I want to muse a bit about the lesson next. This post will be, well, significantly less glowing. I don’t think the teaching was bad, just that I learned to dance in a very different way, from very different teachers, and so found myself highly critical of their style. Fair warning, this is a very long post, because I have a lot to say, and the most important bits are at the end, so if this looks like a tl;dr kind of post, skip down to the last three paragraphs and peruse those at least.
The class started late, and ended late, but no one except me seemed to mind. The lesson was extremely fast paced, which caught me off guard. It was fascinating to watch. As a dancer that already knew a basic 3-count hustle step, I was able to figure things out pretty quickly I felt (although I did take their styling and throw it unceremoniously out the nearest window). A step might be demonstrated once, walked through once and then considered learned. Styling would be mentioned once, almost in passing, and things would move on. I felt like the teacher was a professional dancer, acting like he was teaching professionals a choreography. Not a professional teacher, teaching beginners how to dance. But people seemed able to keep up, more or less.
Except they weren’t keeping up. They forgot steps, misremembered important details, confused styling, and mixed up the names of the steps. The teacher would call one, and someone would mix them up and do another, and the teacher would stop the whole class to say “no, no, no. Do X not Y”. At one point one of the students got fed up enough to respond with “I don’t remember what X was.” The teacher took it with grace enough and demonstrated the step again with an air of “duh”.
Other than that, we spent a lot more time dancing individually rather than in couples. Because in ballroom hustle at least, the lead doesn’t really lead apparently. As the teacher put it, “Men’s hand’s are a teacup. Ladies have their fingers in the teacup just to test the temperature.” I assume he meant a sentiment along the lines of “don’t break the teacup, don’t make him pull you anywhere.” I found it an overly flowery way to say “the follows are self powered.” Not a bad way to dance, just not one i’m used to, especially for a dance as fast as Hustle.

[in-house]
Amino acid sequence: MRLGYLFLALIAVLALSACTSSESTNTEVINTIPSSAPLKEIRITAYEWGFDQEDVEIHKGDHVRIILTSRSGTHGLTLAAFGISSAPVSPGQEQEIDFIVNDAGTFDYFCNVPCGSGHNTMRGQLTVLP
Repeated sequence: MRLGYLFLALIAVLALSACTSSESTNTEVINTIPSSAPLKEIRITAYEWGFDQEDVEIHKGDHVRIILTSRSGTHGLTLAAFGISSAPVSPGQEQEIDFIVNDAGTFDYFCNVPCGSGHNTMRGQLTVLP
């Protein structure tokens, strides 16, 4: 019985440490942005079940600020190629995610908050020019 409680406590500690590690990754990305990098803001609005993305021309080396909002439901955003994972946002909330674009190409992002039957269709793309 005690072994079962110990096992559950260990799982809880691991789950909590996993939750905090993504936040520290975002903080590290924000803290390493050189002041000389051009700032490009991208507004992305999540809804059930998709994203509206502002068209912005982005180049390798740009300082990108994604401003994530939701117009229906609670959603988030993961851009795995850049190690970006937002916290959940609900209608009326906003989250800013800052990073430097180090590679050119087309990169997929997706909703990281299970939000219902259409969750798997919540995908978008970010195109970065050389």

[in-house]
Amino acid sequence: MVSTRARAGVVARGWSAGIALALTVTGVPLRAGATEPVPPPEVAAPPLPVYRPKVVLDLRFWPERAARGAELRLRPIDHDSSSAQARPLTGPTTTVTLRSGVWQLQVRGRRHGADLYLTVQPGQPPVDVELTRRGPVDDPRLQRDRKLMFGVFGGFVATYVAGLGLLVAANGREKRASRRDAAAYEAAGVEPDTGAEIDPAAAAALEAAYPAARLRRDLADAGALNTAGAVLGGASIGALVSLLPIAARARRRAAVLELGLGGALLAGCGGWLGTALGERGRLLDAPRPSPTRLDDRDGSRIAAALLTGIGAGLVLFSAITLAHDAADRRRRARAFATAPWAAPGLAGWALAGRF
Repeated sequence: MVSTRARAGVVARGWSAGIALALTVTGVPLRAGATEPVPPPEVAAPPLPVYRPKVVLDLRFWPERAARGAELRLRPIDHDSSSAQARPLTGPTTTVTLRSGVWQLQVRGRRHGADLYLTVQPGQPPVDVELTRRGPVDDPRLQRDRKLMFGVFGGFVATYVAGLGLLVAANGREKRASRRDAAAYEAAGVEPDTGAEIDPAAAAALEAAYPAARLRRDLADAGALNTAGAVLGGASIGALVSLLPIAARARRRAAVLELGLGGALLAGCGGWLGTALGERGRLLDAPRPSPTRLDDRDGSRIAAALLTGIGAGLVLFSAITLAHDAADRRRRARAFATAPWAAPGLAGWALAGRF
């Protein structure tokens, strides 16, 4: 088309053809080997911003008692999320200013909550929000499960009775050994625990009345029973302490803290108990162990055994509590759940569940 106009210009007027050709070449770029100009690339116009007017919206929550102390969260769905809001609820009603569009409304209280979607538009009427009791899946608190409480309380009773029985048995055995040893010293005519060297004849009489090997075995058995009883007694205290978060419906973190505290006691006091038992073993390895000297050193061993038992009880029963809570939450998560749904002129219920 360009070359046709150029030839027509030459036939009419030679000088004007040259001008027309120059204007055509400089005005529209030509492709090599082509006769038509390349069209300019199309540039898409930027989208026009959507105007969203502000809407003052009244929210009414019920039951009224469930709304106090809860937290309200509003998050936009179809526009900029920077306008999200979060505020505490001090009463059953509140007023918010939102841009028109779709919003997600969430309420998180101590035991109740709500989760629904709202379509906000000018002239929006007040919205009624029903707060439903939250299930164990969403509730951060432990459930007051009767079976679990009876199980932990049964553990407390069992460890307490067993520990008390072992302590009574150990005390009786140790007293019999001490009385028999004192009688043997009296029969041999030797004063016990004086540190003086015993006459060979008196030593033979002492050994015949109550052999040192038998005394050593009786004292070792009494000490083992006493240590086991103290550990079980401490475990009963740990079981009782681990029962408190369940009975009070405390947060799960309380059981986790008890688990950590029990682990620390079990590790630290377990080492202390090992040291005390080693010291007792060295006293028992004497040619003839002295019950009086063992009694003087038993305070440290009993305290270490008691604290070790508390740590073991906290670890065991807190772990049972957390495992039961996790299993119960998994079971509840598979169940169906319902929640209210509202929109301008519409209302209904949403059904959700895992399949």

One of the big differences between ballroom and social dancing is who’s to blame for a mistake. For example, in the footwork for an inside turn, a lot of follows were getting confused and turning more than they should. So the teacher explained that if you turned too much, you’d end up with your chest in your lead’s hand. And it was clearly the follow’s fault for over turning. Which of course makes sense, given that the lead doesn’t actually lead the whole move, just the beginning, and the follow finishes it without his help; so she has to know when and how to end up where.
It was just a different style up to that point. But then, towards the end of class, the teacher was rotating partners so fast that I felt like a machine lever. My partners were just going from one follow to the next and executing a pattern of motions. Hell most of them didn’t even look me in the eye. It made ballroom dancing feel like your partner doesn’t matter. If you could dance with a robot, so much the better because then you would be utterly free of worry about your partner messing you up. After all, the dancing is about you, not about you and your partner sharing a dance together.
And then, in the midst of it all came a moment that might have ruined my evening. In all the teaching, there was some little mention of there being a very light lead, but nothing about loose fingertips, or being gentle, or the awareness that in such close contact someone could potentially get hurt. In the middle of a whirl of partners and double outside turns, one gentleman moved his hands very quickly, so I attempted to turn just as quickly (being accustomed to turning as fast as i’m turned), but the gentleman retained a clamping hold on my hand such that it couldn’t rotate in his, which torqued my arm out, and back over my shoulder into such a position as to potentially cause damage. My friends says I could have ended up in the emergency room. I disagree, I don’t think the lead was actually applying enough force to dislocate my shoulder or tear anything. but then human biology is not my strong point.
It did in fact hurt however. So I stopped turning, and i took my hands away from my lead. He informed me that I “turned too fast” and moved on to the next follow. I was a little stunned. My shoulder hurt. He had no inclination that he’d done anything wrong. In fact, he hadn’t done anything wrong. I’d turned to fast. It was my fault my shoulder hurt. I felt stupid. I felt like a spoiled brat who’d been called out for it.
That, I didn’t like. I did not like that part of ballroom dancing one little bit.